• (2B) je m'étonne. Here, this sentence can have two meanings. It can either be "I surprise myself" (although we usually are more explicit by saying "Je m'étonne moi-même") or "I am surprised". In the first case, we have a Reflexive pronominal verb; in the other, we have a Passive pronominal verb.

  • (3A & 3B) Agripper basically means grab, but can be used as a variant of accrocher where one of the objects must be the subject.

    • In (3A), the subject (he) grab the object (me).
    • In (3B), the subject (me) attach the primary object (me) to secondary objet (Tom). I could have juste said "J'agrippe Tom", but by using a pronoun I created an emphasis on myself, indicated that I really latched on him.

Whenever you encounter a separation between the pronominal and non-pronominal form of the same verb, there is a big chance it is either due to a subtle difference in meaning between English and French, or a special case born from history (history loves to f**k up with language rules).

  • Thank you. Unpacking of A s'agrippe à B to A's attaching A to B was very helpful because it is a form of A agrippe C à B, meaning that (what I called) syntactic separation has suddenly been bridged and that I have now a single syntactic form of the verb to deal with. – Catomic Jan 29 '16 at 9:35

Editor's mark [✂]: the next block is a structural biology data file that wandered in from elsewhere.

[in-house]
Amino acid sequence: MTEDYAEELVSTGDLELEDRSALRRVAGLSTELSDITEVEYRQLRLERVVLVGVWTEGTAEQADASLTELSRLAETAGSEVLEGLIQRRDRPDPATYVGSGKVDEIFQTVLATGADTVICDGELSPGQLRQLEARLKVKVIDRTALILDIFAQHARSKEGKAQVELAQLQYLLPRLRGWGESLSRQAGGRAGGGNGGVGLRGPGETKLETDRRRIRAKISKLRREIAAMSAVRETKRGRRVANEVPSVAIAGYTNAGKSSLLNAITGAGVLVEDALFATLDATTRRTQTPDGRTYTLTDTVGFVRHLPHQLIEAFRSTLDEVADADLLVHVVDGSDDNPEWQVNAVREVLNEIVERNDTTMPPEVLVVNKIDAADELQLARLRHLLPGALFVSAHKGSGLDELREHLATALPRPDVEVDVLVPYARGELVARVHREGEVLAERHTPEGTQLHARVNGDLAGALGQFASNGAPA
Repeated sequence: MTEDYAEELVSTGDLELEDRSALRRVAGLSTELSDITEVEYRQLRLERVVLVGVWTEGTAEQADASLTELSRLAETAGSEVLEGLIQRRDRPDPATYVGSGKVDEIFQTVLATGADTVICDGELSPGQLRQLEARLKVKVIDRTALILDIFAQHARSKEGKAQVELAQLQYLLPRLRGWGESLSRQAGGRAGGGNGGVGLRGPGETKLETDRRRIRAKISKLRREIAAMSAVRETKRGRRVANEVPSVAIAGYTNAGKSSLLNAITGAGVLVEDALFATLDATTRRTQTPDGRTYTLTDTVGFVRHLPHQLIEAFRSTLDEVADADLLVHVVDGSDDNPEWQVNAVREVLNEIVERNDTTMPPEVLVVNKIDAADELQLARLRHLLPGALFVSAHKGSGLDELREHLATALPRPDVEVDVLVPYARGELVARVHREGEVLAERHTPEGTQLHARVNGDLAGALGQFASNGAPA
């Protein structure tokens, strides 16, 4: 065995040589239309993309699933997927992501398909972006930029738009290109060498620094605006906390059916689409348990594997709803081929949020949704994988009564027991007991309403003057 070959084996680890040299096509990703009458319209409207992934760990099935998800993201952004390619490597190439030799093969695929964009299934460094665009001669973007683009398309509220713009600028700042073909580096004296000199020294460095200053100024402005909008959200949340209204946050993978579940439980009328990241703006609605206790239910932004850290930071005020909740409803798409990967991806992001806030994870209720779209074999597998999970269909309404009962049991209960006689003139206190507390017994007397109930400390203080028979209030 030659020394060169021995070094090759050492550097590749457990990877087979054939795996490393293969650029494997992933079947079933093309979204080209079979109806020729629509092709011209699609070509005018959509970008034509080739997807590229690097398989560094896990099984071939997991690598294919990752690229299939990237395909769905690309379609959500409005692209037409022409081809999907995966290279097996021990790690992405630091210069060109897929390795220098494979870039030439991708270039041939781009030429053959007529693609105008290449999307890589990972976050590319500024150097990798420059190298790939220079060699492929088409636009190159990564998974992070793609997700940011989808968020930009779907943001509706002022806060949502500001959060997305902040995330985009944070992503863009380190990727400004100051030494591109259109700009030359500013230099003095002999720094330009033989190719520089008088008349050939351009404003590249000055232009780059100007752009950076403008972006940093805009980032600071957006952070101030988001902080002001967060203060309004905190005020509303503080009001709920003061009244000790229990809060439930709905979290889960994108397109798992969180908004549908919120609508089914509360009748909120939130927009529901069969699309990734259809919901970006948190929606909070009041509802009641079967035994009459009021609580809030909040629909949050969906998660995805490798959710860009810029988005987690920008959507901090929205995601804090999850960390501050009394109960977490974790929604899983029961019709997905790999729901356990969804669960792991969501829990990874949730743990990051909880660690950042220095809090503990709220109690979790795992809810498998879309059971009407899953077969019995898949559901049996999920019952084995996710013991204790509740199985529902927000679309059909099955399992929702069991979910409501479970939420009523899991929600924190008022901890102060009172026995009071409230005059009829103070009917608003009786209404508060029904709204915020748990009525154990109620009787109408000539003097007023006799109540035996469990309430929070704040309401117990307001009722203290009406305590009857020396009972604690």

• @Papa Poule gave me (in the comments to original post) an interesting example: A se doute de B. Your (Aralicia's) "unpacking" scheme does not apply to this right away; for I presume we don't say A doute C de B. Yet, I can almost imagine A drawing a chain of suspicion from A himself to B. – Catomic Jan 29 '16 at 9:39
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Heureusement qu'en changeant la structure de la phrase il s'établit des différences, changez :

  • le 1A en Il m’assoie,
  • le 2A en Il m'étonne,
  • supprimez à Tom dans 3B, (la phrase reste correcte)
    ... les relations/distance entre A et B seront identiques dans les exemples choisis.

Pour chaque verbe, A représente une action d'un tiers sur moi, et B une action que j'exerce sur moi-même.

Dans les exemples :

  • 1 - il y a action d'un tiers sur un autre (et non sur moi-même),
  • 2 - un changement de il en vous qui met une distance de courtoisie, mais pas de personne,
  • 3 - il y a une qualification de mon action qui n'existe pas dans les autres cas, donc une intensité dans la relation évoquée.